Estimation of 3D human motion kinematics model from multiple cameras

Zhang, Chunxiao (2009) Estimation of 3D human motion kinematics model from multiple cameras. Doctoral thesis, University of Central Lancashire.

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Estimation of articulated human motion based on video sequences acquired from multiple synchronised cameras is an active and challenging research area. This is mainly due to the need of high dimensional non-linear models to describe the
human motion, cluttered data, and occlusions present in the captured images. Although many diverse techniques have been proposed to solve this problem, none of the existing solutions is fully satisfactory. In this thesis, upper body motion tracking and full body motion tracking based on the annealed particle filter (APP) approach are presented.
To successfully implement a body motion tracking algorithm, the first requirement is to prepare and pre-process the data. The work performed in this area includes calibration of multiple cameras, colour image segmentation to extract body silhouettes from the cluttered background, and visual hull reconstruction to provide voxels representing a human volume in 3D space. The second requirement is to build the models. Two set of models are proposed in this thesis. The first set is
for upper body tracking and it contains point models and two-segment articulated arm models; the second set is for full body tracking and it contains five articulated chains as a full human model. The final requirement is to design a measurement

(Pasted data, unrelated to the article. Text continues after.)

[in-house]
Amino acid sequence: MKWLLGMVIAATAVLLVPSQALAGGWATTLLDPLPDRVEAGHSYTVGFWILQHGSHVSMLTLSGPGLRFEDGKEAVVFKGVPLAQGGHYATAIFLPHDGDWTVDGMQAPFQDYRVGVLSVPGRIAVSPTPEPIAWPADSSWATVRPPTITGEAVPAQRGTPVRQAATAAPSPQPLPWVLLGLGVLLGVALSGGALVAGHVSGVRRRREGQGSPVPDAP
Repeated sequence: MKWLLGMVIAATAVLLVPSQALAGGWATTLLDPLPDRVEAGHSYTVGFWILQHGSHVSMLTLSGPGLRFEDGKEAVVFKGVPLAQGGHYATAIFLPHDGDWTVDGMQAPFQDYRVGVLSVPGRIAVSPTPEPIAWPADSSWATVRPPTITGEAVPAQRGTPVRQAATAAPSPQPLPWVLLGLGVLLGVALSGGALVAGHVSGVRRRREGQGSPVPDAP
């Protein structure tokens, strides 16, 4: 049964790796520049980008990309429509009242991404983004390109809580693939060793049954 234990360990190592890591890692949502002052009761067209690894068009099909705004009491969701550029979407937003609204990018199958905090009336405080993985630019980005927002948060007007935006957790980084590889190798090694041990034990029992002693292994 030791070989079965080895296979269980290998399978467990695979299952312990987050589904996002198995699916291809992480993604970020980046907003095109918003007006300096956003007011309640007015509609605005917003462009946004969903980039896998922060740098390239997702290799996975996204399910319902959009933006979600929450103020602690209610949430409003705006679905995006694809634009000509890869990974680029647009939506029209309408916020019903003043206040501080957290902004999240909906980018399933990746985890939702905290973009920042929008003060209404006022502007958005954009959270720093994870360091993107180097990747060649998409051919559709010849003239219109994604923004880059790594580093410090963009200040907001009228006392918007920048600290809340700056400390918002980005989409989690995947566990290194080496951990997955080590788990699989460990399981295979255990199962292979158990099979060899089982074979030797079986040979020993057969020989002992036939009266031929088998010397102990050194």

method for aligning the models to the data. Two novel measurement methods are proposed for the motion tracking: one is based on a combination of different penalties tailored to each body part based on the percentage of the 3D to 2D projected
body points, falling inside and outside the body silhouette, and the other is based on the symmetrical property of the intensity profile obtained from the body silhouette bisected by the 3D to 2D projection of the estimated skeletal model.
Various evaluations were carried out to demonstrate the effectiveness of the algorithms implemented and the excellent performance of the proposed methods for upper body and full body motion tracking. These include the accuracy analysis
of cameras calibration and image segmentation; the accuracy and speed of APF applied to the articulated arm model in tracking of the infra-red marker based human motion data; as well as the visual and quantitative assessments of the final
results obtained from the proposed upper body and full body motion tracking.

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